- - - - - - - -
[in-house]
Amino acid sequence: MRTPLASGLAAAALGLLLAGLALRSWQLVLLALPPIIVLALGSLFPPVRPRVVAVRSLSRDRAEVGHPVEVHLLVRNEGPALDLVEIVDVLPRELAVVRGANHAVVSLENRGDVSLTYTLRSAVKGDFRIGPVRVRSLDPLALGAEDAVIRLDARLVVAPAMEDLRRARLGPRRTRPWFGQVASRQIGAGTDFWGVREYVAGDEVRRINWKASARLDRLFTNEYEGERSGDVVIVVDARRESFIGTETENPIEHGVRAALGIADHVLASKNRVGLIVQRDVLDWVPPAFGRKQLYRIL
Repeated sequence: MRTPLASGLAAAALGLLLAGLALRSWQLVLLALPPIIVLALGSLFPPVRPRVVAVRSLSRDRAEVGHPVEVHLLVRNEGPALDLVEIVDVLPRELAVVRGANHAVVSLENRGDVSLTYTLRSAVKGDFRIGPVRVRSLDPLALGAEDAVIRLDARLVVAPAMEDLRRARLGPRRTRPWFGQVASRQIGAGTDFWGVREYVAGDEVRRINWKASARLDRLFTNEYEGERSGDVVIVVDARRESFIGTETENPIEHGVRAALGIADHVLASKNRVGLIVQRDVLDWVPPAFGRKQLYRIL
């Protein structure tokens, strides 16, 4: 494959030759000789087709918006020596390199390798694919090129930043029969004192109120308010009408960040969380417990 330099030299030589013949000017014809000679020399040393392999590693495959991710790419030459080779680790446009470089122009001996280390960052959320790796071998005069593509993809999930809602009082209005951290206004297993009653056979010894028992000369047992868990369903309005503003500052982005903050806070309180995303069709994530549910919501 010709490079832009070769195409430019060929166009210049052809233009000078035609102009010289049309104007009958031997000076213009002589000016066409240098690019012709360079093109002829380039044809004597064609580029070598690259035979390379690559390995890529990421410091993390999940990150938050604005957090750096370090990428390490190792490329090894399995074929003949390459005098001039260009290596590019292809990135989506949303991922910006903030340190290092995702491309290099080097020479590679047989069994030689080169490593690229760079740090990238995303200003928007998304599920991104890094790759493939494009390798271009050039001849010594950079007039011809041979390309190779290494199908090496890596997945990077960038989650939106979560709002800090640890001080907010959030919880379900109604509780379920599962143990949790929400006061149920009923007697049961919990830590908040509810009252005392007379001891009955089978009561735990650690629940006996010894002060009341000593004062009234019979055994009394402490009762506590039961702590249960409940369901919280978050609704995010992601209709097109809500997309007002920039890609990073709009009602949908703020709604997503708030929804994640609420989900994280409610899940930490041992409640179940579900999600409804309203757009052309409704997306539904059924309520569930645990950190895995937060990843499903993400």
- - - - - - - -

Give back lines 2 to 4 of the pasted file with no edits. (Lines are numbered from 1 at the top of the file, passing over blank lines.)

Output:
Amino acid sequence: MRTPLASGLAAAALGLLLAGLALRSWQLVLLALPPIIVLALGSLFPPVRPRVVAVRSLSRDRAEVGHPVEVHLLVRNEGPALDLVEIVDVLPRELAVVRGANHAVVSLENRGDVSLTYTLRSAVKGDFRIGPVRVRSLDPLALGAEDAVIRLDARLVVAPAMEDLRRARLGPRRTRPWFGQVASRQIGAGTDFWGVREYVAGDEVRRINWKASARLDRLFTNEYEGERSGDVVIVVDARRESFIGTETENPIEHGVRAALGIADHVLASKNRVGLIVQRDVLDWVPPAFGRKQLYRIL
Repeated sequence: MRTPLASGLAAAALGLLLAGLALRSWQLVLLALPPIIVLALGSLFPPVRPRVVAVRSLSRDRAEVGHPVEVHLLVRNEGPALDLVEIVDVLPRELAVVRGANHAVVSLENRGDVSLTYTLRSAVKGDFRIGPVRVRSLDPLALGAEDAVIRLDARLVVAPAMEDLRRARLGPRRTRPWFGQVASRQIGAGTDFWGVREYVAGDEVRRINWKASARLDRLFTNEYEGERSGDVVIVVDARRESFIGTETENPIEHGVRAALGIADHVLASKNRVGLIVQRDVLDWVPPAFGRKQLYRIL
């Protein structure tokens, strides 16, 4: 494959030759000789087709918006020596390199390798694919090129930043029969004192109120308010009408960040969380417990 330099030299030589013949000017014809000679020399040393392999590693495959991710790419030459080779680790446009470089122009001996280390960052959320790796071998005069593509993809999930809602009082209005951290206004297993009653056979010894028992000369047992868990369903309005503003500052982005903050806070309180995303069709994530549910919501 010709490079832009070769195409430019060929166009210049052809233009000078035609102009010289049309104007009958031997000076213009002589000016066409240098690019012709360079093109002829380039044809004597064609580029070598690259035979390379690559390995890529990421410091993390999940990150938050604005957090750096370090990428390490190792490329090894399995074929003949390459005098001039260009290596590019292809990135989506949303991922910006903030340190290092995702491309290099080097020479590679047989069994030689080169490593690229760079740090990238995303200003928007998304599920991104890094790759493939494009390798271009050039001849010594950079007039011809041979390309190779290494199908090496890596997945990077960038989650939106979560709002800090640890001080907010959030919880379900109604509780379920599962143990949790929400006061149920009923007697049961919990830590908040509810009252005392007379001891009955089978009561735990650690629940006996010894002060009341000593004062009234019979055994009394402490009762506590039961702590249960409940369901919280978050609704995010992601209709097109809500997309007002920039890609990073709009009602949908703020709604997503708030929804994640609420989900994280409610899940930490041992409640179940579900999600409804309203757009052309409704997306539904059924309520569930645990950190895995937060990843499903993400």